To best solve these questions we ended up with an approach capturing some images in two parts with a background plate and talent and some in camera.
The below behind the scenes captures some of the effort made in creating this campaign. In this process, all involved with the shoot did like the Sheraton Employees; Going Beyond to make it happen.

 

 

and the ads you will see placed out there:

Vermeer and a retouching challange

A couple of months ago I was approached by Adobe and their agencies to see if I would be interested in being a part of a campaign recreating stolen or missing artwork.

 

This recreation would be done only using images from Adobe Stock.

 

At first I dismissed the thought.

I’m a photographer and I live and breathe the creating images.

 

 

Yes, I use Photoshop as an extension of my photography to create visuals that is idea driven and at times improbable but the thought of using stock photography to recreate someone else’s art was not something I would be up for.

 

vermeer_the_concert_wip_12_finalv3

 

 

That afternoon I went running.

A run always starts out heavy. Most of the time there even is a great resistance to put on the running shoes, and the first 10 minutes are always a mind over matter endeavor. After those 10 minutes however the body and breathing finds its rhythm and I go.

This is when I do my best thinking…

 

During this run it occurred to me this would be an amazing exercise. A lot of my work is inspired by paintings so why not take this on and use it as a way to learn what goes into making one photographically?

I had also been resisting retouching, spending more time outside shooting or working on other projects than giving time to the computer to complete some of my recent work.

 

So after a good run among the oaks along Thornsberry Road I decided to put my hat in the ring and take on the recreation of Vermeer’s The concert.

It was stolen from the Isabella Stewart Gardner Museum in Boston, in 1990 and and have yet to resurface. It is thought to be the most valuable unrecovered stolen painting ever, with a value estimated at over $200,000,000.

Now it was my task to recreate it, only using imagery from the Adobe Stock Website.

 

 

I’m not good about time. My optimistic self always feel I can get more done in less time than actually required.

On my initial call with agency and client I estimated this to take about a week.

3-4 days to find the pieces and 3-4 days to retouch it all together.

 

vermeer_vs-erik-the_concert

 

I have done a few major mistakes in my estimation of time but this was probably the worst…

Three weeks later with deadlines being pushed I had to call the image done.

It still however is a work in progress. I have revisited it a few times taking notes on revisions needed but for now it stands as is.

At 852 layers and countless pieces of imagery masked, tweaked and reshaped into a recreation of Vermeer’s masterpiece.

 

One of the questions I was asked after we were done was how I would take something like this on?

The only answer I have is; by not knowing what you are getting yourself into…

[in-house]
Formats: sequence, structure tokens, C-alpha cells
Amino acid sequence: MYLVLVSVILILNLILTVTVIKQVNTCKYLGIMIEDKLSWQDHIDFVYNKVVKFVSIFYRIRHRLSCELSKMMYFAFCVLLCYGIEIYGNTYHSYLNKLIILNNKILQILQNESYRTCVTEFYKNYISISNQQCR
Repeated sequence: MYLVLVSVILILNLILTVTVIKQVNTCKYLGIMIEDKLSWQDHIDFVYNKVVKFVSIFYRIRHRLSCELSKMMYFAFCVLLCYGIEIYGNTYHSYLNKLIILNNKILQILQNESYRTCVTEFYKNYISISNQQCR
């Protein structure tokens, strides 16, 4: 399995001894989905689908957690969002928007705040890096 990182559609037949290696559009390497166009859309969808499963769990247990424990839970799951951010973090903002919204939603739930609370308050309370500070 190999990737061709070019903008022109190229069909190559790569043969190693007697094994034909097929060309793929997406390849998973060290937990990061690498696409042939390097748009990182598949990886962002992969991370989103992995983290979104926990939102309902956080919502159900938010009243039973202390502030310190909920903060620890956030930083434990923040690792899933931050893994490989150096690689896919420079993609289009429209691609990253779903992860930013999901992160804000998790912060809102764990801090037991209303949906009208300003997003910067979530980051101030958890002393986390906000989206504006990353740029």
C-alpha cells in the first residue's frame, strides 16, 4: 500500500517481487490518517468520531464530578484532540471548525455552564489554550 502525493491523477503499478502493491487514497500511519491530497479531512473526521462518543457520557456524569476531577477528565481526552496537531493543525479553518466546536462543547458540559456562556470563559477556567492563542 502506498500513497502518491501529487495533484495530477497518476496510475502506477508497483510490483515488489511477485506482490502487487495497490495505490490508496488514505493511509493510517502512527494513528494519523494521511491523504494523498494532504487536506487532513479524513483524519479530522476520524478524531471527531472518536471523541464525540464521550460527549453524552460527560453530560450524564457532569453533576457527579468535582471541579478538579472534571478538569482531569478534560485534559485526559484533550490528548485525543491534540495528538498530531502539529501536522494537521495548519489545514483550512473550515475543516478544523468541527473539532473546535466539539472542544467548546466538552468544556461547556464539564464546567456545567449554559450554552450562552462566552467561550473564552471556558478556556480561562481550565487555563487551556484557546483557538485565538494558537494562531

In my cluless estimate of time I’m glad I committed to the effort to create this homage to Vermeer and his work.

You can see a BTS and interview over at Complex here:

 

http://www.complex.com/style/2016/10/promo-erik-almas-use-adobe-stock-to-recreate-a-lost-masterpiece

 

 

 

 

 

Is the trail steep enough?

Erik Almas Photographer_Camping_wip5_Portfolio

 

A few months back I was hired to travel to Spain to capture a set of 12 photographs.

I was truly excited as Spain, and its people, are very special to me. Work has taken me to this great country more than any other and I have been fortunate to travel across it several times to photograph ad campaigns representing their tourism industry.

 

This time I would not only go back to a place I love but also learn a good lesson.

 

Erik Almas Photographer Hiking_wip_7_Portfolio_Final_Test

 

One of my primary efforts in my photography is to tell a story.

A story that is compelling enough for its audience to pause for brief moment and take it in.

I start with my own experiences and find a way to relate emotionally to the campaign I’m about to shoot. This so I can stand in our location and capture an image that feels honest and authentic.

I think big brushstrokes;

It’s a grand landscape set in the tones of the blue hour. Up the hill comes 3 generations; father, son and grandfather.

That’s the picture.

I then ground myself in memories of me hiking with my own grandparents as a kid and what that felt like. I build an emotional frame of reference that greatly informs the image we are to create…

 

Me femund-3v2

 

We have arrived on the Spanish side of the Pyrenees. It’s 4.30 am and we are setting up in the dark.
With the cool color palette we want to achieve we have to shoot during dawn, prior to the sun comes up. It’s a small window that requires all prep to happen in the very early hours before the sun illuminates the landscape. After hours in the dark, wading in the way to plentiful cow dung, we are pretty much set to go.

I got my memory bank filled with hiking memories when the client shows up and says; “The trail is not steep enough.”

I quickly went from a quiet focus, being in flow, to an adrenaline driven focus of getting things done. It’s a massive scramble; When the sun hits the landscape our shoot window is over…

We have less than 30 minutes to find a new spot and set up again.

 

Erik Almas Photographer _Hiking_Wip_20 Portfolio_Flat

 

It was much later, when sitting down with the experience, I realized I had to ask better questions. I have heard it many times over: The key is not to be the smartest, but to ask better questions. In that moment I learned what the better question is:

What is the client’s story? How do they see it? What is their memory of hiking and what does their market research tell them about the grade of our hill?

I believe all photography in some way has to be personal to be successful but other peoples’ memories can visually be just as intriguing as my own.

I learned from my mentor early on to always listen to my clients, understand their idea and what they try to accomplish.

Now I also ask; what does this look like to you?